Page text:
Court exercises discretion not to remove the trade mark Pioneer
Pioneer Computers Australia Pty Limited v Pioneer KK  FCA 135 (February 23 2009)
The Federal Court has taken into account technological development and convergence in exercising its discretion when considering whether to remove goods and services from a registered trade mark on the grounds of non-use.
Facts of the case
Pioneer KK is the registered owner in Australia of the trade mark PIONEER for goods in Class 9 and services in Class 37. Pioneer Computers Australia Pty Limited (Pioneer Computers) applied to remove certain goods and certain services from the registered trade mark PIONEER on the grounds of non-use.
In proceedings before the Trade Marks Office, the Registrar’s delegate found that although Pioneer KK had used its trade marks on computer peripherals, no use of the trade marks had been shown on the goods or services sought to be removed from the registrations. Even so the delegate decided that it was not viable to limit the registrations by removing those goods and services because the differences between computer goods and audio, audio-visual and home entertainment products does not allow for the drawing of “fine lines” between such goods. In exercising the discretion provided under the Trade Marks Act, the delegate concluded that the public interest was best served by not deleting the specified goods or services from the registrations.
Pioneer Computers appealed the delegate’s decision and the matter came before Collier, J. of the Federal Court (Pioneer Computers Australia Pty Limited Pioneer KK (2009) FCA 135 (23 February 2009)).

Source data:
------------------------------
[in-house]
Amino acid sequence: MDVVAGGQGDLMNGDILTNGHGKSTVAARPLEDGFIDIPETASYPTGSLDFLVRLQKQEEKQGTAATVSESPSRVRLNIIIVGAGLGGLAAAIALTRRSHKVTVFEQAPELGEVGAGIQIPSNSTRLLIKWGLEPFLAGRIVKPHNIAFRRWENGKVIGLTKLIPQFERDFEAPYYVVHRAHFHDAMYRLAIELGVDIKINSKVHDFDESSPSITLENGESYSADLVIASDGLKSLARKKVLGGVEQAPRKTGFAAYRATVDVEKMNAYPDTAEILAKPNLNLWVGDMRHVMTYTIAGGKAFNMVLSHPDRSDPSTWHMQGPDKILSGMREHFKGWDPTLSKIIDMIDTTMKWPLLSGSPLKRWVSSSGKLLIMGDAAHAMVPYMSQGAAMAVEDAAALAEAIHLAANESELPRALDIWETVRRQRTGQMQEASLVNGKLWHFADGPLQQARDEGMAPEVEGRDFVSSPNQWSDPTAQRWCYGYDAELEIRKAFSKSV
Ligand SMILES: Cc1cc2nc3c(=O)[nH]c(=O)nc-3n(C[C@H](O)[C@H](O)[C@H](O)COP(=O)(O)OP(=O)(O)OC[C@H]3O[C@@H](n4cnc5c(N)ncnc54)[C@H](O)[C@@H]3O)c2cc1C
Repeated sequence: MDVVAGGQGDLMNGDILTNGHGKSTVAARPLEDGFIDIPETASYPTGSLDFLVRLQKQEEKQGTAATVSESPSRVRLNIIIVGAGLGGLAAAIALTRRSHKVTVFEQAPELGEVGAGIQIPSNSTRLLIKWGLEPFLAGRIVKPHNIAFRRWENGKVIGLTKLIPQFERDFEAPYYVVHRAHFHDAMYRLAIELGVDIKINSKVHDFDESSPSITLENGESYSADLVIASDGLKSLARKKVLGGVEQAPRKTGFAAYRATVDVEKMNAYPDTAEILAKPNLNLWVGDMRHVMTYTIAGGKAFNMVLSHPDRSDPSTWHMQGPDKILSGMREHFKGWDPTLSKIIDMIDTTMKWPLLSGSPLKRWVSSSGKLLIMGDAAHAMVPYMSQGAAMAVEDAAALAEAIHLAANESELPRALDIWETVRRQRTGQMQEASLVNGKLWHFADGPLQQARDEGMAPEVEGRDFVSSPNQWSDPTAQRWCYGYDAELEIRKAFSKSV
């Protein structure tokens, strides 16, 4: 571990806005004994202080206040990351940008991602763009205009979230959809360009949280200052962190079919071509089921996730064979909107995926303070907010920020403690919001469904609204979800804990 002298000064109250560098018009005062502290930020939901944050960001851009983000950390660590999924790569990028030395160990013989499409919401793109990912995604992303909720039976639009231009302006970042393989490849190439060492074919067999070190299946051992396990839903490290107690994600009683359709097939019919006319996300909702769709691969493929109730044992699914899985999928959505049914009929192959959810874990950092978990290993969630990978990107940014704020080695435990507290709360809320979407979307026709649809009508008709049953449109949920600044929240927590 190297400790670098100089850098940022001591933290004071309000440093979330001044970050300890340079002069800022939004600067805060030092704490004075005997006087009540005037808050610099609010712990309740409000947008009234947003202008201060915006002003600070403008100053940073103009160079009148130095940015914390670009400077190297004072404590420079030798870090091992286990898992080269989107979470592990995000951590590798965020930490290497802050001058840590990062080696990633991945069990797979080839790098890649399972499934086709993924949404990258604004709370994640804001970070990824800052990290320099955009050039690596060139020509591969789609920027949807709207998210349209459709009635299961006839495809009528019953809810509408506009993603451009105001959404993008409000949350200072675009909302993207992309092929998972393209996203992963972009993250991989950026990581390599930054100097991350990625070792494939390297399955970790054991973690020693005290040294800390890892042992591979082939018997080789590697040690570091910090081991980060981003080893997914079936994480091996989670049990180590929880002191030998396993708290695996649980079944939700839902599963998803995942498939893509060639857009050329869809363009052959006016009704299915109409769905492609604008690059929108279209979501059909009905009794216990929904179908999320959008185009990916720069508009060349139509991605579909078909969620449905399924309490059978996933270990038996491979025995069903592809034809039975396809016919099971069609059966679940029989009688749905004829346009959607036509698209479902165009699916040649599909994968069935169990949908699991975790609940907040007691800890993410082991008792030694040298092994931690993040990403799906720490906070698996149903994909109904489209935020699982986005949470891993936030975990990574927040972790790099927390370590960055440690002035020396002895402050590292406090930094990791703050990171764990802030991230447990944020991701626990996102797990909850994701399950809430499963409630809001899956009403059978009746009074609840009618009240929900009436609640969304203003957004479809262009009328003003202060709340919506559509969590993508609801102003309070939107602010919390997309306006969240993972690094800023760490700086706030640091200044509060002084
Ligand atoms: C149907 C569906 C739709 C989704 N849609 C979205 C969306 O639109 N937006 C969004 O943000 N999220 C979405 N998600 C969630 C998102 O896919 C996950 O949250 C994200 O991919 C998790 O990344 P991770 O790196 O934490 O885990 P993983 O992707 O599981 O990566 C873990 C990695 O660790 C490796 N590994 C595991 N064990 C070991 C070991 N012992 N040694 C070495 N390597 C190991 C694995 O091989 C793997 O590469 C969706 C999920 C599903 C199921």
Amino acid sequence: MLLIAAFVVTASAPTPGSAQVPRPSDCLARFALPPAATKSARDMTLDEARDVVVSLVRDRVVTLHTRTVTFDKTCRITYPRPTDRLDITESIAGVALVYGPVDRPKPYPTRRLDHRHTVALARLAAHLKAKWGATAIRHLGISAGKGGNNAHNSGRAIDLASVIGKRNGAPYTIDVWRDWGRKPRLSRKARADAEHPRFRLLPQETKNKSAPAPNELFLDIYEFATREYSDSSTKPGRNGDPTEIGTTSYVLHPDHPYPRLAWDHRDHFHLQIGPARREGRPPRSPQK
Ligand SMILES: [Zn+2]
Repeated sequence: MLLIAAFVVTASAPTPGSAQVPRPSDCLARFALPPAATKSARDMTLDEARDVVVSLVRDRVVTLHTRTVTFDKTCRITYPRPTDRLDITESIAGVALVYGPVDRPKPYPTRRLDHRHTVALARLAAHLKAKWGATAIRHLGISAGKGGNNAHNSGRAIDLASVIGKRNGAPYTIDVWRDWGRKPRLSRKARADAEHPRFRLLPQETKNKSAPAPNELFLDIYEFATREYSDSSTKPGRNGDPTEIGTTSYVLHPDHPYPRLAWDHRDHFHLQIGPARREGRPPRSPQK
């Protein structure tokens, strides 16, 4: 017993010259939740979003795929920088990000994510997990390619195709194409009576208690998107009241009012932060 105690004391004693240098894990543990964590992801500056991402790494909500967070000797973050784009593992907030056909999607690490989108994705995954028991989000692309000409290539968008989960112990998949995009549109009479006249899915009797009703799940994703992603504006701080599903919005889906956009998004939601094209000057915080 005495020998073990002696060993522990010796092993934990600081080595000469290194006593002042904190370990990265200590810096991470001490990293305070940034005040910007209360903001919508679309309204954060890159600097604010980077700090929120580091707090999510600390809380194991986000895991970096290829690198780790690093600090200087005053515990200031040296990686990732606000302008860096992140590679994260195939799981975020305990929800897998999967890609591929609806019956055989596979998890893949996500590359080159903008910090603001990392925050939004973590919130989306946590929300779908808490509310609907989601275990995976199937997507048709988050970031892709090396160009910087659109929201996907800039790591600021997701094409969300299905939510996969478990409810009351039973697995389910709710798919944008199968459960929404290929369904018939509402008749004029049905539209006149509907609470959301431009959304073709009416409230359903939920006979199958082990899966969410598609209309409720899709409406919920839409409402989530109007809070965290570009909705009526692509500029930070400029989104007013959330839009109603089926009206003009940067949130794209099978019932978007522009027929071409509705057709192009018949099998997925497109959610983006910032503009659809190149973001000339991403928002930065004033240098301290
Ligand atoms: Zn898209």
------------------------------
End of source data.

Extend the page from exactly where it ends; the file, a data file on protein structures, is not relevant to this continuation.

In assessing Pioneer KK’s use of the trade mark PIONEER the judge said that to maintain the registration of a mark in respect of a category of goods, it was not necessary to establish that the mark had been used on every type of product which might come within that particular term or description of goods. Even accepting that the term “computer peripheral devices” covered only devices connected externally to a computer, Pioneer KK had established use in the relevant period in respect of some computer peripherals, such as DVD-ROM drives, DVD writers and computer data storage jukeboxes. That, in the judge’s view, was sufficient to establish Pioneer KK’s right to maintain the registration in respect of the category of computer peripheral devices. According to the judge the category of computer peripherals is not closed and has changed in content since registration.
On that basis, the judge was satisfied that Pioneer KK had established use of its trade mark during the relevant period on some computer peripheral devices, namely, optical disc drives and jukeboxes, but it had not established use on any of the other goods sought to be removed. Even so, the judge’s view was that there was sufficient convergence between consumer electronic products and computer products such that even though no use has been established during the relevant period across the entire category of computer peripherals, the public would still associate the PIONEER mark with Pioneer KK. However, the judge was not satisfied that the services provided by Pioneer KK extended to the services sought to be removed.